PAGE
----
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John B. Coleman Library Ask A Librarian

Introduction to Open Access: The OA Discussion

This guide is meant to introduce library patrons to Open Access (OA) tools, resources, the movement and its history and controversies.

Controversial Figures and Entities

Aaron H. Swartz

A Jewish American, high school & Stanford University dropout, polymath, internet prodigy, computer programmer, entrepreneur, writer, political organizer, activist a.k.a. hacktivist, and leader of the "free culture" movement.  He was involved in laying the groundwork and founding of many well-known services and entities, such as RSS, Markdown publishing format, Creative Commons,, Reddit, and Y Combinator.  He ended his life at 26 while in the midst of a high-profile legal battle with the Massachusetts U.S. Attorney's office after harvesting millions of JSTOR academic articles through M.I.T. Libraries.

Recommended reading/viewing: 

Knappenberg, B. (2014). The Internet's Own Boy: The Story of Aaron Swartz [Documentary]. Retrieved from

Penny, L. (4, March 2016). Why we should remember Aaron Swartz - the prodigy who wanted information to be free. New Statesman America. Retrieved from

Swartz, A. (2015). The Boy Who Could Change the World : The Writings of Aaron Swartz. New York: The New Press. Retrieved from

Alexandra Elbakyan

A Kazakhstani graduate student openly hiding in Russia, a computer programmer, and the creator of Sci-Hub.  She is currently operating  "a searchable online database of nearly 50 million stolen scholarly journal articles, shattering the $10 billion-per-year paywall of academic publishers.  Elbakyan has kept herself beyond the reach of a federal judge who late last year [2015] issued an injunction against her site, noting that damages could total $150,000 per article — a sum that Applied and Computational Harmonic Analysis, a journal in her database, could help calculate." (Rosenwald, 2016).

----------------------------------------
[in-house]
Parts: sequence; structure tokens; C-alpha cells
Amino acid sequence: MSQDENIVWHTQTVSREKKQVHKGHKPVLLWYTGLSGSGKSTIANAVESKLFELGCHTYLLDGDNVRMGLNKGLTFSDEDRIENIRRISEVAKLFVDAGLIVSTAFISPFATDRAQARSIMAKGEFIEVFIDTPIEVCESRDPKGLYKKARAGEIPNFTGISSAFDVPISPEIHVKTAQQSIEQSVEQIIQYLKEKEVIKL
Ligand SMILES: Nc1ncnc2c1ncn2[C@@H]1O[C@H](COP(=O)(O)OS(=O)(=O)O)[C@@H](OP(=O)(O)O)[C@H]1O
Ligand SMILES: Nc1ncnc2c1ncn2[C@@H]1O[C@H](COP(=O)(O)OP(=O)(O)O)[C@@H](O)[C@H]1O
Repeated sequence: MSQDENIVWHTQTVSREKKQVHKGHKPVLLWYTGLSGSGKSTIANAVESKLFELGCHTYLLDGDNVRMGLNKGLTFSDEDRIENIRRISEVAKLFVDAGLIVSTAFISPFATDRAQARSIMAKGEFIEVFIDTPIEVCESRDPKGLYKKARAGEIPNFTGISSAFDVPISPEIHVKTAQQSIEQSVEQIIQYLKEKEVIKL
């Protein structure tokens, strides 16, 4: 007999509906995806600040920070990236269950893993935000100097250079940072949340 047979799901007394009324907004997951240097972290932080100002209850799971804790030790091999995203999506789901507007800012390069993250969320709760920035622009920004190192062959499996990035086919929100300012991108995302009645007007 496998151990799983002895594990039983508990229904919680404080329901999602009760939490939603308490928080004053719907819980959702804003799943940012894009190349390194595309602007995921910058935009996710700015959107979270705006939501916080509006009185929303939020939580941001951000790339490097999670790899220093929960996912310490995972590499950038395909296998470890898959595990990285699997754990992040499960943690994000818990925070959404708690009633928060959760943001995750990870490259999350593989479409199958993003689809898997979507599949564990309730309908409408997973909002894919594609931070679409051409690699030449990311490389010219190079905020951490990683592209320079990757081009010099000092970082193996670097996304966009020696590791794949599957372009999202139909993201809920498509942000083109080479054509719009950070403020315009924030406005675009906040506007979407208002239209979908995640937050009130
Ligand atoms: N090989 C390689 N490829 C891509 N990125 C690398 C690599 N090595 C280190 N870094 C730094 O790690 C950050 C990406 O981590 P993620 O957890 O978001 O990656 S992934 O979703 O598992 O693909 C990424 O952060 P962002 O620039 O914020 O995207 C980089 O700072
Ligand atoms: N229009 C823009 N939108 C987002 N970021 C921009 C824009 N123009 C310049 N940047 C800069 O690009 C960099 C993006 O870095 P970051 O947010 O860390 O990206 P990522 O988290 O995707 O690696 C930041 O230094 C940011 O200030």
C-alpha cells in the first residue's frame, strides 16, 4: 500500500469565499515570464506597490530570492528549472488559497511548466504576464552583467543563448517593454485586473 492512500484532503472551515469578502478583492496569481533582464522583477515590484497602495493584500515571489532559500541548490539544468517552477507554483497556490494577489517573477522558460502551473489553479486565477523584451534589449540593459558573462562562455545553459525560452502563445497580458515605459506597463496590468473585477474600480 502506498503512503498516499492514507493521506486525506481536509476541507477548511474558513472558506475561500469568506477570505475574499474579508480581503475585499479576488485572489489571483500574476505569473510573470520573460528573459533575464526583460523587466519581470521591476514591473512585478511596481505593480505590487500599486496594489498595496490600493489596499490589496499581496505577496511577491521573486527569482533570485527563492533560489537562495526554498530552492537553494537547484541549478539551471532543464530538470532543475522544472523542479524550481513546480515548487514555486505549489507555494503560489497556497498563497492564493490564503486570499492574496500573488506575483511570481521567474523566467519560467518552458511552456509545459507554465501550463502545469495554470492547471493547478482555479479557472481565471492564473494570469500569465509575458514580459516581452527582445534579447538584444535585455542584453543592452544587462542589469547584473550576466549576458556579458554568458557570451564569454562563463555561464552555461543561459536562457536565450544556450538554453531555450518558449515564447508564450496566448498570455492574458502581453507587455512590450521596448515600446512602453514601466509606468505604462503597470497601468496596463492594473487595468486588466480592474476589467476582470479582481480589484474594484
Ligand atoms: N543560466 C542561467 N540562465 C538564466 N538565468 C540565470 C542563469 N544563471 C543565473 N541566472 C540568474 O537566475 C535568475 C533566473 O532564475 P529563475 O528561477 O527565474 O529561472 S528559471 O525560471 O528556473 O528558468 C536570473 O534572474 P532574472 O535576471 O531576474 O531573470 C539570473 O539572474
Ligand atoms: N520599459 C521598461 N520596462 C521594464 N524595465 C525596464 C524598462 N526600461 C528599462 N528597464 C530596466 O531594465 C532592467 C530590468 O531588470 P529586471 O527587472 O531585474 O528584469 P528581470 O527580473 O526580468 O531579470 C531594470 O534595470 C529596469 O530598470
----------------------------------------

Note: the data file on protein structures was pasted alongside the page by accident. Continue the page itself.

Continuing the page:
Recommended reading/viewing: 

Kravets, D. (3, April 2016). A spiritual successor to Aaron Swartz is angering publishers all over again. ArsTechnica. Retrieved from

Rosenwald, M.S. (1, April 2016). Meet the woman who put 50 million stolen articles online so you can read them for free. The Independent. Retrieved from

Schiermeier, Q. (22, June 2017). US court grants Elsevier millions in damages from Sci-Hub. Nature. Retrieved from


Also known as Library Genesis, it is a search engine of pirated and questionably-attained eBook materials with almost 3 million books, and over 58 million science magazines files.  Like Sci-Hub, Library Genesis is currently being sued by Elsevier for copyright violations.

For a discussion on the legal issues surrounding the use of LibGen and Sci-Hub, read more here:


Sci-Hub is a search engine that illegally retrieves research articles (now counting in the millions) locked behind paywalls by authenticating with universities' and libraries' proxy servers.  Sci-Hub and its creator have been entangled in the courts against major publisher Elsevier and the American Chemical Society for copyright violations since 2015.  Despite numerous attempts to shut it down, the site has persisted by regularly popping up under different domain name suffixes.

OA History

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John B. Coleman Library
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